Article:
| 1999 Australian Open |
January 27, 1999
Monica Seles defeats S. Graf 7-5,6-1
INTERVIEWER: Monica, congratulations. Was it a perfect match, you would say?
MONICA SELES: No, I mean I don't think I started off really well. Obviously, Steffi started off so well, and I just kind of hung in there. Once I changed to a tighter racquet it helped me a little bit. But I had some brilliant points; but I also had some not so brilliant points, but I think this was a key time to have good points.
INTERVIEWER: Was this like old times - Flinders Park, Monica, and Steffi?
MONICA SELES: Not for me. I just went in there and played the ball.
INTERVIEWER: Is there still something special, though, about playing someone like Steffi?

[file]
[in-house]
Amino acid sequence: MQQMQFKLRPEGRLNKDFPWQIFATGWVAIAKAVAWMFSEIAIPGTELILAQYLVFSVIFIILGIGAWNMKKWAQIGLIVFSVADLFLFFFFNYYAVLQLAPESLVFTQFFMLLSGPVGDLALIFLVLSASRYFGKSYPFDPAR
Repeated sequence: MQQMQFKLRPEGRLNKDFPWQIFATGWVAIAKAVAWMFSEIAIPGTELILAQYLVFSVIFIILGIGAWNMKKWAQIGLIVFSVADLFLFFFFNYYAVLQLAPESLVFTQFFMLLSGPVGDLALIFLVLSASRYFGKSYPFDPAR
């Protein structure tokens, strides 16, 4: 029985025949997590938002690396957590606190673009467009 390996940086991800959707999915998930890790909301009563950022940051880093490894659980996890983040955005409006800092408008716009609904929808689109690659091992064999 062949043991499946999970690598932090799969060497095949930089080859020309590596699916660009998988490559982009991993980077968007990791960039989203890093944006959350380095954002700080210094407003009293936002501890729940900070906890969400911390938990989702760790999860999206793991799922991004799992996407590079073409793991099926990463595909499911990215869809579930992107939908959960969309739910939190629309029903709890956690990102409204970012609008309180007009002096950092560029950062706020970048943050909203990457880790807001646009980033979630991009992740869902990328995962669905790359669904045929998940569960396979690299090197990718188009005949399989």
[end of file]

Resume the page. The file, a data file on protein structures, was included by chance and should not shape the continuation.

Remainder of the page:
MONICA SELES: Why?
INTERVIEWER: Do you still get a special feeling when you know you are going to play Steffi?
MONICA SELES: I really get a special feeling when I play any top players. I don't exclude or include Steffi in that. I just go out there and play, and I know it's going to be a tough match, and I expect that a quarter final of a Grand Slam to be tough and I just do, try to do the best that I can that day.
INTERVIEWER: Could you sense that she was lost today after that fourth game in the second set? She seemed to lose focus on the match that after that?
MONICA SELES: Not really, because she was fighting. I mean, she didn't didn't even give up at 5-0, so I couldn't feel that. And, you know, a month, or whenever, two months ago, when I played her in the championships, I won the first set 6-1, and I had the match in hand and I lost it. So I think, with Steffi, till you shake hands the match is not over.
INTERVIEWER: Monica, how did you turn it around, after losing to Steffi two months ago. Did you change anything?
MONICA SELES: Well, it was tough. I mean, it's so different, because this was a very strange match at the championships, so I really don't know, no.